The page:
What Do Your Hands Tell You?

by Dominika Borovansky Gaines

Hand ImageDid you know that each of your hands has 27 bones? Like your feet, this high number of bones indicates how mobile and adaptable the hand is meant to be. Beginning in utero, when many begin to suck their thumb, our hands are vitally important to our ability to navigate the world. Each finger can move independently of the others and with our opposable thumb we are able to grasp objects both large and small. We use our hands for survival: to feed, to gesture, to touch, and to perform numerous tasks throughout the day. Unfortunately recent technologies have created a smaller world of movements and gestures to our daily movement diets.

As we age there is a tendency for our hands and feet to begin to curl. This is a result of tightening of the fascia, tendons and muscle of not only the hands, but often the forearms and shoulders. Repetitive stress, small and large injuries to the body, and physical and psychological trauma can lead to contracture. The mere thought “I am old” or “I feel old” can cause the body to turn inward.

Tightness in the upper limbs also causes restriction of the cardiovascular system. A healthy cardiovascular system is dependent on circulation to all the arteries, arterioles and capillaries in the entire body. When the hands – or the forearms, shoulders, chest wall – are tight, the restricted blood flow causes lower oxygenation and cellular regeneration. This tightness then causes stress to the cardiovascular pumping mechanism of the entire body, creating pressure on the heart. In Chinese Medicine, the Heart, Small Intestine, Large Intestine and Triple Heater meridians all pass through the arms. From this perspective, digestive issues as well as heart problems could be positively affected by opening the tissues and aligning the bones of the arms and upper body.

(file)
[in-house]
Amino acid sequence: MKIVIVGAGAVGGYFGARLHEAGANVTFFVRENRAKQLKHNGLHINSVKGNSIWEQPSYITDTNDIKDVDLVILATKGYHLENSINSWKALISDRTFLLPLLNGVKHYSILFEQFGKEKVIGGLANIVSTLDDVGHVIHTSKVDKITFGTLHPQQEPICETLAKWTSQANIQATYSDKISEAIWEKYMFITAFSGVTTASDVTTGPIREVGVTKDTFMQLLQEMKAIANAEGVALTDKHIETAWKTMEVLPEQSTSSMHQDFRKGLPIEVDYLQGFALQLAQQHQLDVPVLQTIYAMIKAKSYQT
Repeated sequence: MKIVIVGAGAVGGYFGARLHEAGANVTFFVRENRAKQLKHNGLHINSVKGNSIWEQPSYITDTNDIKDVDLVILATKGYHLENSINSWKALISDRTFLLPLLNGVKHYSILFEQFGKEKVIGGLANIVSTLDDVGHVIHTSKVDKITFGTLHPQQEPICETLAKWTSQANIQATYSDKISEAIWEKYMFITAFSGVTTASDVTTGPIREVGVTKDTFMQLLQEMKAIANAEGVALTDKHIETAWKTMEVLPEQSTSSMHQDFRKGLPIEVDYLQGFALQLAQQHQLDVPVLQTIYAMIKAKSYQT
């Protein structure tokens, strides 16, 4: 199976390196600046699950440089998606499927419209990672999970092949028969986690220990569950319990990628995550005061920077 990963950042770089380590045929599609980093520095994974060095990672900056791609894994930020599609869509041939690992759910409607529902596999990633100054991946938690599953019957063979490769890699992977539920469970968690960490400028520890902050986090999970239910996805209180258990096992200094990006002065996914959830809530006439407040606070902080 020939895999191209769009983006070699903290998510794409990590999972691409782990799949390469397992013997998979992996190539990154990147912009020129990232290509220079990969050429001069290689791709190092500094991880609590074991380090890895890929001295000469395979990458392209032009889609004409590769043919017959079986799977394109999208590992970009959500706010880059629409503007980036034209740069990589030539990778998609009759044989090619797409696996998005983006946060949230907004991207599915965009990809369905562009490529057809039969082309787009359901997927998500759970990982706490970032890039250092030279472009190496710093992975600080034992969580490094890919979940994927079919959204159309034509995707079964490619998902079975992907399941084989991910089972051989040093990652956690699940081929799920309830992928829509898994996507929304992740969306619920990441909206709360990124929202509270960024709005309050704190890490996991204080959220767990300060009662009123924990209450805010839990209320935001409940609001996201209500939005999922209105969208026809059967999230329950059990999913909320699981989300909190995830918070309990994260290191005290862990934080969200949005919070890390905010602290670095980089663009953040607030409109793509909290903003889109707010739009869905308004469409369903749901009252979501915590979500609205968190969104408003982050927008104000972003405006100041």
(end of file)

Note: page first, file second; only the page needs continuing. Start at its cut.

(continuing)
Both Restorative Exercise™ and GYROTONIC® exercise focus and bring awareness to the importance of maintaining good circulation in the upper torso. The GYROTONIC® system includes a beautiful, undulating sequence called Arch and Curl that awakens the torso and increases blood flow to the upper body. Restorative Exercise™ offers many wonderful and specific hand, forearm and shoulder stretches that require few props and can be incorporated throughout ones’ day for better health.

Interested in enjoying the benefits of hand stretching and mobilization? Join Master Teacher Lisa Perry at our upcoming workshop Happy, Healthy Hands on Tuesday, February 10th. Excerpts from this workshop will also be available on the KCME YouTube channel and in our Self-Care Video Library. For a short hand exercise to do right now at your desk, click here!

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